You must regularly consider the impact of your activities on the charity’s assets including its reputation, especially when it might attract significant public interest or criticism. The potential for criticism can be mitigated by the charity ensuring that it conducts its activities with respect and tolerance. If there is a risk that the charity will receive adverse media, you should pre-prepare a media response and make sure all of the charity’s staff and volunteers are also aware of the charity’s views on the matter.
You should decide how much of the charity’s resources should be allocated to the campaign and regularly review the effectiveness and impact of the campaign against measurable goals to ensure it is still in the best interest of the charity to continue the campaign.
Can a charity campaign in the lead up to a national or local election?
Be especially careful if you are carrying out political activity in the period between an election being announced and held. The Charity Commission has guidance on Charities, Elections and Referendums which you should read in conjunction with CC9 if your charity is considering participating in political activity in the lead up to a national or local election.
An essential quality of charities is that they are independent so they must not give their support to a particular political party or try to influence how people vote in the election. There are certain steps which you should take to ensure that a charity retains its independence in the run up to an election:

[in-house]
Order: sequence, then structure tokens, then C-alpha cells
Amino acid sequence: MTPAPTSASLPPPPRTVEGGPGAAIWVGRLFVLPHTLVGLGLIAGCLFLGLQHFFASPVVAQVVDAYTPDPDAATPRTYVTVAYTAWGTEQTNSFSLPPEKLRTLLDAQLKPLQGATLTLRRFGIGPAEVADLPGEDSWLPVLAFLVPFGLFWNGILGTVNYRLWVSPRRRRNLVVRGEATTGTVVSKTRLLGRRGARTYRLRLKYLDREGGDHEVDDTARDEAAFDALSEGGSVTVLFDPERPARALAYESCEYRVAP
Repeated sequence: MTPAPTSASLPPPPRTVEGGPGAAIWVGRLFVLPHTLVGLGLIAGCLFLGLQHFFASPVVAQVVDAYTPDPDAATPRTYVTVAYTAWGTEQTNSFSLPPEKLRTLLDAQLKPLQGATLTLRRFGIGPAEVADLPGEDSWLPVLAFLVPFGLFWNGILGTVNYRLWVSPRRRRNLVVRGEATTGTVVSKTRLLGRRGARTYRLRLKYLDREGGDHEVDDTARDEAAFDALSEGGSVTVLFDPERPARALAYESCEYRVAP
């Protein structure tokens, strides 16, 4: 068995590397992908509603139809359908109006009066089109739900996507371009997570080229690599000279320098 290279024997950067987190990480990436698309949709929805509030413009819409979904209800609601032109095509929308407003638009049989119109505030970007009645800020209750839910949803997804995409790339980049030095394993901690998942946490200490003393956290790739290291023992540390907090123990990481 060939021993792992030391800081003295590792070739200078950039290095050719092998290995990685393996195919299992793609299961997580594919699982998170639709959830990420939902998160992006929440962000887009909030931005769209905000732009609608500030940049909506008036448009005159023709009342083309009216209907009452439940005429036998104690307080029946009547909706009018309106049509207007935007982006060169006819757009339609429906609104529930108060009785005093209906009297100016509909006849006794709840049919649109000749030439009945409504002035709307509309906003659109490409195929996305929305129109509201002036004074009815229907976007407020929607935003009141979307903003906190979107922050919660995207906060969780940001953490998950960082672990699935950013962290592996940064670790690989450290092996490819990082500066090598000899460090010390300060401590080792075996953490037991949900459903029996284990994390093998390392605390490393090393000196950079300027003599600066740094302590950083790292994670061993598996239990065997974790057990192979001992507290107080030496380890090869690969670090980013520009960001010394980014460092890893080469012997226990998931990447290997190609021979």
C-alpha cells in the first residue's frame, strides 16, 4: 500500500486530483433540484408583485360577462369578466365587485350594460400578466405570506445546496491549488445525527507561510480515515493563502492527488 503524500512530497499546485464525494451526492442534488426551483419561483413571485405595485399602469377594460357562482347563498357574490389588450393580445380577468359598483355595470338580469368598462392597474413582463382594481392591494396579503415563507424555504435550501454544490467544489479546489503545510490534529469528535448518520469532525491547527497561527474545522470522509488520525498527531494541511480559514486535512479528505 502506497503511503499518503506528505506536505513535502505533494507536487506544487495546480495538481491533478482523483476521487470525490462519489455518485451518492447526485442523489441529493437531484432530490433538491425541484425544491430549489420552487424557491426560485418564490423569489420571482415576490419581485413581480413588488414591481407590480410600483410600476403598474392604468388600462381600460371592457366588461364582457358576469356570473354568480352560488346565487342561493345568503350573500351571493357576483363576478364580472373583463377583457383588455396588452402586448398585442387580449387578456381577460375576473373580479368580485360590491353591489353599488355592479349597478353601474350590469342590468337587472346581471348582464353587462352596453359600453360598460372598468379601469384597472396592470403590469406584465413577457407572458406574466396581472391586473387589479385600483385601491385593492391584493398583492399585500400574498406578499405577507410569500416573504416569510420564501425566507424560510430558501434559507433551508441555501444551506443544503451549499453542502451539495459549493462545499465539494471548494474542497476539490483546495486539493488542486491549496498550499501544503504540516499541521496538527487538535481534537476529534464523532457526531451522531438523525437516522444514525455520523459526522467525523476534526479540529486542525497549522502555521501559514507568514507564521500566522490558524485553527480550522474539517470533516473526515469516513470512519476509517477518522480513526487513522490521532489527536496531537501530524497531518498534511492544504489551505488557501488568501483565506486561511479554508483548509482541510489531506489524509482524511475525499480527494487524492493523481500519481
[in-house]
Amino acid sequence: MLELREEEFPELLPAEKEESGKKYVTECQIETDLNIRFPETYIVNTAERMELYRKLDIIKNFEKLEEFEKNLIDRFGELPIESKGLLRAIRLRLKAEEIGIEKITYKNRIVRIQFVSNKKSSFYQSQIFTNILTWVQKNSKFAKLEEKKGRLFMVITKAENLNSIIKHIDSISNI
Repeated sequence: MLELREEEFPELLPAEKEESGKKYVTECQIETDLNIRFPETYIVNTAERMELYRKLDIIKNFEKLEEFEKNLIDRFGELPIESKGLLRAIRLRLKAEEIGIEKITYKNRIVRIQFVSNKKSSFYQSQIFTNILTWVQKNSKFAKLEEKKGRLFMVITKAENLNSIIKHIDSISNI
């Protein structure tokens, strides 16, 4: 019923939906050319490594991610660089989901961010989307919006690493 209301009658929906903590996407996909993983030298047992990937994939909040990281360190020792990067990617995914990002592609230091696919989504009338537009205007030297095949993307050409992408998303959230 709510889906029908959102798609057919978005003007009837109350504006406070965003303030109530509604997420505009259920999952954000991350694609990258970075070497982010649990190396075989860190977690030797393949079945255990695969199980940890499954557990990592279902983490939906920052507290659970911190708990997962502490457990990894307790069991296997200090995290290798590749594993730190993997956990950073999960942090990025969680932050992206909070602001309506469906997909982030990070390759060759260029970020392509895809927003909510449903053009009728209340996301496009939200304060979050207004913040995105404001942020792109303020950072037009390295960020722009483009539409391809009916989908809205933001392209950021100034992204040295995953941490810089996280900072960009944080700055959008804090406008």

- If your charity’s policy position coincides with that of a political party, you can continue campaigning on that issue as long as you make it clear that you are independent from that political party and do nothing to encourage support for any political party.
- In any publicity material, you must not compare the charity’s views (favourably or otherwise) with those of a political party or electoral candidate.
- Charities should try to invite candidates and political party representatives from as wide a political spectrum as possible to public meetings about issues on which the charity is campaigning.
- Manage conflicts of interest and risks if any of the charity’s employees have a personal involvement with one particular political party.
- Charities can refuse to interact with a candidate if the trustees have good reason to believe that it would alienate the charity’s beneficiaries, users or supporters, or are advised by the police that to do so would create a risk of public disorder.
If you receive funding from the local authority, you may put your funding at risk by publishing any material that appears to be designed to influence public support for or against a political party.
Electoral law also has rules about activity that may be seen as election-related campaigning by all organisations, including charities, so you may need to register as a non-party campaigner with the Electoral Commission.
Any campaigning or political activities that your charity undertakes must be a legitimate and reasonable way for the trustees to further its purposes and must never be party political. Charities must remain independent and must not give their support to a particular candidate or political party.
Your starting point should always be the Charity Commission’s guidance which contains a useful checklist of things the trustees should consider before doing any campaigning. The Commission also has a 5-minute guide on this topic.
Please get in touch with the Charities Team if you would like advice on campaigning or assistance drafting a Campaigning Policy or a Social Media Policy.